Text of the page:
Robert Bradshaw | 2 Sep 07:55 2011

Re: [Cython] ComprehensionNode problem

On Sun, Aug 28, 2011 at 1:19 PM, Vitja Makarov
<vitja.makarov@...> wrote:
> I've started #715 ticket investigation.
>
>
> Here is minimal test case:
>
> # cython: language_level=3
> def foo(target):
>    return [(e for e in t) for t in target]
>
> Crash in the ticket is related to GeneratorExpressionScope (name is
> not correct, actually ScopedExprScope or NestedScope)
>
> If you set languange_level to 2 you will see next error:
> ...
> Compiler crash traceback from this point on:
>  File "/home/vitja/work/cython-vitek-git/Cython/Compiler/ExprNodes.py",
> line 7732, in __init__
>    if not result_type.create_from_py_utility_code(env):
> AttributeError: 'UnspecifiedType' object has no attribute
> 'create_from_py_utility_code'
>
>
> Since ComprehensionNode.append and ComprehensionNode.loop.body is the
> same generator body is created twice in MarkClosureVisitor
>
> So the issue could be solved in two ways:
>
>  - Write special handler for ComprehensionNode in MarkClosureVisitor
(Continue reading)

Vitja Makarov | 2 Sep 08:06 2011
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Re: [Cython] ComprehensionNode problem

2011/9/2 Robert Bradshaw <robertwb@...>:
> On Sun, Aug 28, 2011 at 1:19 PM, Vitja Makarov
<vitja.makarov@...> wrote:
>> I've started #715 ticket investigation.
>>
>>
>> Here is minimal test case:
>>
>> # cython: language_level=3
>> def foo(target):
>>    return [(e for e in t) for t in target]
>>
>> Crash in the ticket is related to GeneratorExpressionScope (name is
>> not correct, actually ScopedExprScope or NestedScope)
>>
>> If you set languange_level to 2 you will see next error:
>> ...
>> Compiler crash traceback from this point on:
>>  File "/home/vitja/work/cython-vitek-git/Cython/Compiler/ExprNodes.py",
>> line 7732, in __init__
>>    if not result_type.create_from_py_utility_code(env):
>> AttributeError: 'UnspecifiedType' object has no attribute
>> 'create_from_py_utility_code'
>>
>>
>> Since ComprehensionNode.append and ComprehensionNode.loop.body is the
>> same generator body is created twice in MarkClosureVisitor
>>
>> So the issue could be solved in two ways:
>>
(Continue reading)

Vitja Makarov | 4 Sep 19:12 2011
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Re: [Cython] non-virtual methods

2011/8/30 Robert Bradshaw <robertwb@...>:
> On Tue, Aug 30, 2011 at 10:19 AM, Vitja Makarov
<vitja.makarov@...> wrote:
>> 2011/8/30 Stefan Behnel <stefan_ml@...>:
>>> Vitja Makarov, 30.08.2011 18:39:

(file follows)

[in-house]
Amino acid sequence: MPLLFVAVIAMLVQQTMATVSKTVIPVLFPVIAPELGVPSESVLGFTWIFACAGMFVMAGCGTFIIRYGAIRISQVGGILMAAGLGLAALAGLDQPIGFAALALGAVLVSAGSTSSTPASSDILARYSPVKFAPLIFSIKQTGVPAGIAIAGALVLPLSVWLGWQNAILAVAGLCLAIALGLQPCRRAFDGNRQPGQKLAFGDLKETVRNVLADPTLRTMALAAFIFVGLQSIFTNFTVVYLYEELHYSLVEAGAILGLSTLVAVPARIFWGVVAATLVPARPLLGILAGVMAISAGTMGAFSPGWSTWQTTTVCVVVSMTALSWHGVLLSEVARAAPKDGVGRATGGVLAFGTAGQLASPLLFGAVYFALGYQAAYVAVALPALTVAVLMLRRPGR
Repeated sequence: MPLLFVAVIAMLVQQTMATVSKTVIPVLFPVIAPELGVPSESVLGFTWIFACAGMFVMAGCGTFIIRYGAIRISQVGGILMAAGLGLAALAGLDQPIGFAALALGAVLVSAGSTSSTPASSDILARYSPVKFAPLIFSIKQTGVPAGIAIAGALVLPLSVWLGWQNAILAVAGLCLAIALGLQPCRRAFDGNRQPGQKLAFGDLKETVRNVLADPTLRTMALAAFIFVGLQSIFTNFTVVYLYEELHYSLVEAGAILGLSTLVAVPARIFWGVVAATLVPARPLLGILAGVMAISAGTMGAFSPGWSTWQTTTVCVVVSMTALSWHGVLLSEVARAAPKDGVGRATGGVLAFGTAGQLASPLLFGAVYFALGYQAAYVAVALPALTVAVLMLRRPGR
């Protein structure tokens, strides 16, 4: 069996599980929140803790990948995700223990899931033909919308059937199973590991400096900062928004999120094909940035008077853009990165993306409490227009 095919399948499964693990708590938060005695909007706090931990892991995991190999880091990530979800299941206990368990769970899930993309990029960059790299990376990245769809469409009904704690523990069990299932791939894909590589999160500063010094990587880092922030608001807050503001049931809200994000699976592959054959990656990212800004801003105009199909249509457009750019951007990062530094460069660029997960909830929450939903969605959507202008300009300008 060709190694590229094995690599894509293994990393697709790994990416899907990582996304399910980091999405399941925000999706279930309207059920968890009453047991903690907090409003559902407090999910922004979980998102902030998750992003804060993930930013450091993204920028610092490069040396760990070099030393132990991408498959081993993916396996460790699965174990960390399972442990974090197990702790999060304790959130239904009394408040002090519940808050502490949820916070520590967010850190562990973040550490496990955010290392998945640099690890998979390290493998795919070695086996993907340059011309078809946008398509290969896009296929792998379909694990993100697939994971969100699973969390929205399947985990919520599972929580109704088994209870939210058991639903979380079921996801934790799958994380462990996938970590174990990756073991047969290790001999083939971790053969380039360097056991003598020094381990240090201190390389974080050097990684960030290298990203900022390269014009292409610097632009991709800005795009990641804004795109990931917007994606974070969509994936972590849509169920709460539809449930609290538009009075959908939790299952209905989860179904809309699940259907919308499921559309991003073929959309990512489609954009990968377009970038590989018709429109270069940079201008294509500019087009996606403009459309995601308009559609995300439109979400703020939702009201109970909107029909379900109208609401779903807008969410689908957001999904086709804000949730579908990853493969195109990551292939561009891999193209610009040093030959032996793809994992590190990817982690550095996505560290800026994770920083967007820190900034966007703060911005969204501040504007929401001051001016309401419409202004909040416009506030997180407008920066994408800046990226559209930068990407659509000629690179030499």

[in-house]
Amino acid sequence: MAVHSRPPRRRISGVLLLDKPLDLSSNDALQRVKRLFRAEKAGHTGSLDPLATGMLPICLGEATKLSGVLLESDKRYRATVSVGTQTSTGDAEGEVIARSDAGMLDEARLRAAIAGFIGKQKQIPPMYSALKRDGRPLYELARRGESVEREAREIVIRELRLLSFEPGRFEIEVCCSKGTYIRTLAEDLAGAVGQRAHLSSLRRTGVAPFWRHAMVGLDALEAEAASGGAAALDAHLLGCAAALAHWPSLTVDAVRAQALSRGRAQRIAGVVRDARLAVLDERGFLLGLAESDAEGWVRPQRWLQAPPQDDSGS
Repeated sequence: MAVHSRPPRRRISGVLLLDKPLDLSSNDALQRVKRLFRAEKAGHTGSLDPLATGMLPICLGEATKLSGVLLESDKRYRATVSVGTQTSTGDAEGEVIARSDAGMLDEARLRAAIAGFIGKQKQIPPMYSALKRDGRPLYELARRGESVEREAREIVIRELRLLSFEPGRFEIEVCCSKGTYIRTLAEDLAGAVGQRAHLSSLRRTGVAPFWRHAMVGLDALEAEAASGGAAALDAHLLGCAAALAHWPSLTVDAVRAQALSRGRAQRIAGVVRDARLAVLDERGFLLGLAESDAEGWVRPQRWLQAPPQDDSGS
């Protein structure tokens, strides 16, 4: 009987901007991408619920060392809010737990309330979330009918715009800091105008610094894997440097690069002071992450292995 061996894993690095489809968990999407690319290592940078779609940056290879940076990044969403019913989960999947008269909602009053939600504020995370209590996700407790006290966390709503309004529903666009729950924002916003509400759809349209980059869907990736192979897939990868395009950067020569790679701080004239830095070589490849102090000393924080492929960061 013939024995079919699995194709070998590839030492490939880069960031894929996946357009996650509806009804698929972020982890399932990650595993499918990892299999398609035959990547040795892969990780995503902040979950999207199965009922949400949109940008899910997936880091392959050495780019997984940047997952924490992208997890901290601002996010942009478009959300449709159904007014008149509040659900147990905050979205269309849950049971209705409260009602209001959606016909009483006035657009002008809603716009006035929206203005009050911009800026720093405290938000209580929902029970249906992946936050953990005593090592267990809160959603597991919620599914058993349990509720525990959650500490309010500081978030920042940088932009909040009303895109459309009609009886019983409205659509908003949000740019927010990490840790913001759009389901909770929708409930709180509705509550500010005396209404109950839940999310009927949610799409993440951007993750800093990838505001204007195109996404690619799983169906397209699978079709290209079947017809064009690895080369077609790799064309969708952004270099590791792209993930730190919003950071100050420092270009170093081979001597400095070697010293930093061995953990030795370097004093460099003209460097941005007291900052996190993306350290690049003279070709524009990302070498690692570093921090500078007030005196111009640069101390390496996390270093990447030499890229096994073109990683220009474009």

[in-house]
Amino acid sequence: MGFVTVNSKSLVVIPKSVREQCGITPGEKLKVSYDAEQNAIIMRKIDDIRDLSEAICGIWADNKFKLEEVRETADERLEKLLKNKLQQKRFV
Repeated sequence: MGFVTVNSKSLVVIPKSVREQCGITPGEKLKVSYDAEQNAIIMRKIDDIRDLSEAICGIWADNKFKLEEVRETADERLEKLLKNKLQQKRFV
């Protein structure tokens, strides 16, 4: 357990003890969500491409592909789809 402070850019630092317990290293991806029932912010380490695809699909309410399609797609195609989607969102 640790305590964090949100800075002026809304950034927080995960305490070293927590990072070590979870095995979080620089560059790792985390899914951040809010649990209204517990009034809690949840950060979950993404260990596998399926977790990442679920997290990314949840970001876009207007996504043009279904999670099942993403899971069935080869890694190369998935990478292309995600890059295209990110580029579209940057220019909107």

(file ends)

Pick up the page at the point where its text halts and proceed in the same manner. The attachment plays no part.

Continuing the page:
>>>>
>>>> 2011/8/30 Stefan Behnel:
>>>>>
>>>>> Robert Bradshaw, 30.08.2011 18:18:
>>>>>>
>>>>>> On Tue, Aug 30, 2011 at 9:14 AM, Vitja Makarov wrote:
>>>>>>>
>>>>>>> What about final classes with cpdef methods?
>>>>>>>
>>>>>>>  <at> cython.final
>>>>>>> class Foo:
>>>>>>>    cpdef bar(self):
>>>>>>>        pass
>>>>>>>
>>>>>>> Should that raise an error?
>>>>>>
>>>>>> That should be perfectly fine.
>>>>>
>>>>> Well, the 'final' decorator shouldn't work on normal Python classes.
>>>>>
>>>>> Regarding extension types, CPython has a way of declaring them 'final'
>>>>> with
>>>>> a type flag, which effectively prevents them from being subclassed in
>>>>> Python. So the above works as just fine for cdef classes.
>>>>>
(Continue reading)

Adrian Martínez Vargas | 5 Sep 18:25 2011
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[Cython] how to get a double** from np.ndarray[double, ndim=2]

Hi,

I would like to get a double** from a 2d numpy array in cython in order 
to call properly some function written in C++. Can some one to give a 
pure cython solution?

 From now I have a double* from the np.ndarray[double, ndim=2] .data. 
I'm getting the double array in C++ with:

     array2D_=new double* [nrows];
     for (int i=0; i<nrows; ++i)
     {
       array2D_[i]=ptr1D;
       ptr1D+=ncols;
     }

with that I'm responsible to delete the array from C++

//     delete [] this->array2D_[0];  // delete the memory pool
     delete [] this->array2D_;      // delete the row pointers

but this->array2D_[0];  is shared with the numpy array.

I think that it may be more elegant to get directly a double** from 
numpy and let to python the responsibility of managing the memory.

  Regards
Adrian Martínez Vargas
Dag Sverre Seljebotn | 5 Sep 19:28 2011
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Re: [Cython] how to get a double** from np.ndarray[double, ndim=2]

NumPy does not have a double** anywhere, what you did is the correct solution (as long as you make sure the array is C-contiguous).
--
Sent from my Android phone with K-9 Mail. Please excuse my brevity.

"Adrian Martínez Vargas" <adriangeologo-mRCrAkd8dF0@public.gmane.org> wrote: